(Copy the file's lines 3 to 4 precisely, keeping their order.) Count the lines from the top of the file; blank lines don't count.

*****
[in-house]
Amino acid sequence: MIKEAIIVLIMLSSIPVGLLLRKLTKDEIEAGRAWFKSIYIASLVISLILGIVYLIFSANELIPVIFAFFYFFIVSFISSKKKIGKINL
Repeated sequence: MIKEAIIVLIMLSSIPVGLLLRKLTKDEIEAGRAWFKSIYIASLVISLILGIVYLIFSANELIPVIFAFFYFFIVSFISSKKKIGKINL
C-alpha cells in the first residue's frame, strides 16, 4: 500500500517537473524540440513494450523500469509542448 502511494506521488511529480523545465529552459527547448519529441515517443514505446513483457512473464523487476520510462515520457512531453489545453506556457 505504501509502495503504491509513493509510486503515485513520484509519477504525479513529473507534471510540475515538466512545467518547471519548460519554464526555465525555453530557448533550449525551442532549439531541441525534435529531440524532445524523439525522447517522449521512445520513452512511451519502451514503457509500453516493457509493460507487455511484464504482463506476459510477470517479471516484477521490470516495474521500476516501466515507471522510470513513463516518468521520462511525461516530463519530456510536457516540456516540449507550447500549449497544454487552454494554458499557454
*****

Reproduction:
Repeated sequence: MIKEAIIVLIMLSSIPVGLLLRKLTKDEIEAGRAWFKSIYIASLVISLILGIVYLIFSANELIPVIFAFFYFFIVSFISSKKKIGKINL
C-alpha cells in the first residue's frame, strides 16, 4: 500500500517537473524540440513494450523500469509542448 502511494506521488511529480523545465529552459527547448519529441515517443514505446513483457512473464523487476520510462515520457512531453489545453506556457 505504501509502495503504491509513493509510486503515485513520484509519477504525479513529473507534471510540475515538466512545467518547471519548460519554464526555465525555453530557448533550449525551442532549439531541441525534435529531440524532445524523439525522447517522449521512445520513452512511451519502451514503457509500453516493457509493460507487455511484464504482463506476459510477470517479471516484477521490470516495474521500476516501466515507471522510470513513463516518468521520462511525461516530463519530456510536457516540456516540449507550447500549449497544454487552454494554458499557454